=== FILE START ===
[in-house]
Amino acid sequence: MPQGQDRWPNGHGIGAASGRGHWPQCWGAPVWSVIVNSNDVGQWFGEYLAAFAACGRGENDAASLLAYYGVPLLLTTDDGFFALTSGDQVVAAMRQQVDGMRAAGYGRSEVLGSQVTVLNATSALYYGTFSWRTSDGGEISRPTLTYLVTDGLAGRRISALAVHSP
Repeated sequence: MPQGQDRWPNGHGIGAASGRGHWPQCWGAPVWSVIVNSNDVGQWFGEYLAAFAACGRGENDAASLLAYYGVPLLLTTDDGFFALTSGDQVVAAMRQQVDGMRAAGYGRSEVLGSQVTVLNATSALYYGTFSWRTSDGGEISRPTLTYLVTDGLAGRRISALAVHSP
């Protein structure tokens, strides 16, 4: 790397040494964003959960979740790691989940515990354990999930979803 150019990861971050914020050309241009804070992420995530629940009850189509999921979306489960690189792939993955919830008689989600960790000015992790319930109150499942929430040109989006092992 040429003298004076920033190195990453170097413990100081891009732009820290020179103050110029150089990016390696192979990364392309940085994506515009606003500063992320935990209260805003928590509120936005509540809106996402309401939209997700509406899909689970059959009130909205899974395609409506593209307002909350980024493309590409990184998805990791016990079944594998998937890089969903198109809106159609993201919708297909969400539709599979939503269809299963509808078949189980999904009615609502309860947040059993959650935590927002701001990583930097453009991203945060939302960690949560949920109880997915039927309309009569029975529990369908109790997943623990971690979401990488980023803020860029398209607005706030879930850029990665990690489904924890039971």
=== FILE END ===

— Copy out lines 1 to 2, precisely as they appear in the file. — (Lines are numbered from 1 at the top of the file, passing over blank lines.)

[in-house]
Amino acid sequence: MPQGQDRWPNGHGIGAASGRGHWPQCWGAPVWSVIVNSNDVGQWFGEYLAAFAACGRGENDAASLLAYYGVPLLLTTDDGFFALTSGDQVVAAMRQQVDGMRAAGYGRSEVLGSQVTVLNATSALYYGTFSWRTSDGGEISRPTLTYLVTDGLAGRRISALAVHSP